In 2019, there were nearly 50,000 opioid-related deaths in the US, with substantial variation across sociodemographic groups and geography. To systematically investigate patterns of racial/ethnic inequities in opioid-related mortality, we used joinpoint regression models to estimate the trajectory of the opioid epidemic among non-Hispanic Black versus non-Hispanic white residents in Washington DC, 45 states, and 81 sub-state areas. We highlight the unique inequities observed in Washington DC. In 2019, the observed opioid-related mortality rate among Black DC residents was 11.3 times higher than white DC residents, resulting in 56.0 more deaths per 100,000 (61.5 vs. 5.5 per 100,000). This inequity was substantially higher than any other jurisdiction on both the relative and absolute scales. Most opioid-related deaths in DC involved synthetic opioids, which was present in 92% (N=198) of deaths among Black DC residents and 69% (N=11) of deaths among white DC residents. Localized, equitable, culturally-appropriate, targeted interventions are necessary to reduce the uniquely disproportionate burden of opioid-related mortality among Black DC residents.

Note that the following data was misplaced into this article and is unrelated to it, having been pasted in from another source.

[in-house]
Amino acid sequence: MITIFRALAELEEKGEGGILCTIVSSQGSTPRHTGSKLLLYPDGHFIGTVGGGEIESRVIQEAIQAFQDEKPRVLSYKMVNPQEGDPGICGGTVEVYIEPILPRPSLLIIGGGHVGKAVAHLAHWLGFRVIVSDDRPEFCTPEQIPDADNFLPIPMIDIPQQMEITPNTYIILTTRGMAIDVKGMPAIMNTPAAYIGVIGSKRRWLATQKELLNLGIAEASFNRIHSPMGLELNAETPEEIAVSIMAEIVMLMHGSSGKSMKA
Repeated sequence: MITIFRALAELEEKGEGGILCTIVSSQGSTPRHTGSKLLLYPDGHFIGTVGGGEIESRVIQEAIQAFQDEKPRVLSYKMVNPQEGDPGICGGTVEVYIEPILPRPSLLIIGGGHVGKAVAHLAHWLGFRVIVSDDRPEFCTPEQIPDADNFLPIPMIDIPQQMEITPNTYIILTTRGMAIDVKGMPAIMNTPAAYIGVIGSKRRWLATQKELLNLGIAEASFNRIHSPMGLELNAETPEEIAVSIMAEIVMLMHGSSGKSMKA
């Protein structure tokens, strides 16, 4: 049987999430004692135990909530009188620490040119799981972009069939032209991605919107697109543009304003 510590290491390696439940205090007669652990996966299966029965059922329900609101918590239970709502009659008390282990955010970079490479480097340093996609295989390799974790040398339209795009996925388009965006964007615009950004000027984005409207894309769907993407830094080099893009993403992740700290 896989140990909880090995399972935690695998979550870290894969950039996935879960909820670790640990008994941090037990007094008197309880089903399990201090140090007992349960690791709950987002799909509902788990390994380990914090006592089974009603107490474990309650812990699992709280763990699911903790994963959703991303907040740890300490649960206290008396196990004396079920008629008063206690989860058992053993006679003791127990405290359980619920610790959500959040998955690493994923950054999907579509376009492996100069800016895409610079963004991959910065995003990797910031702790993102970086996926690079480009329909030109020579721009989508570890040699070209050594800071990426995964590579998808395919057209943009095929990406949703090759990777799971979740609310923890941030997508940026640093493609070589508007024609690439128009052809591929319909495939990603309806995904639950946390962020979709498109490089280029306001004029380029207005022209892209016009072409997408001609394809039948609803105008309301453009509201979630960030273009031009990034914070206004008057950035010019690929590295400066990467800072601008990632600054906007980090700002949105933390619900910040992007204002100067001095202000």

Supplementary Information: The online version contains supplementary material available at 10.1007/s11524-021-00573-8.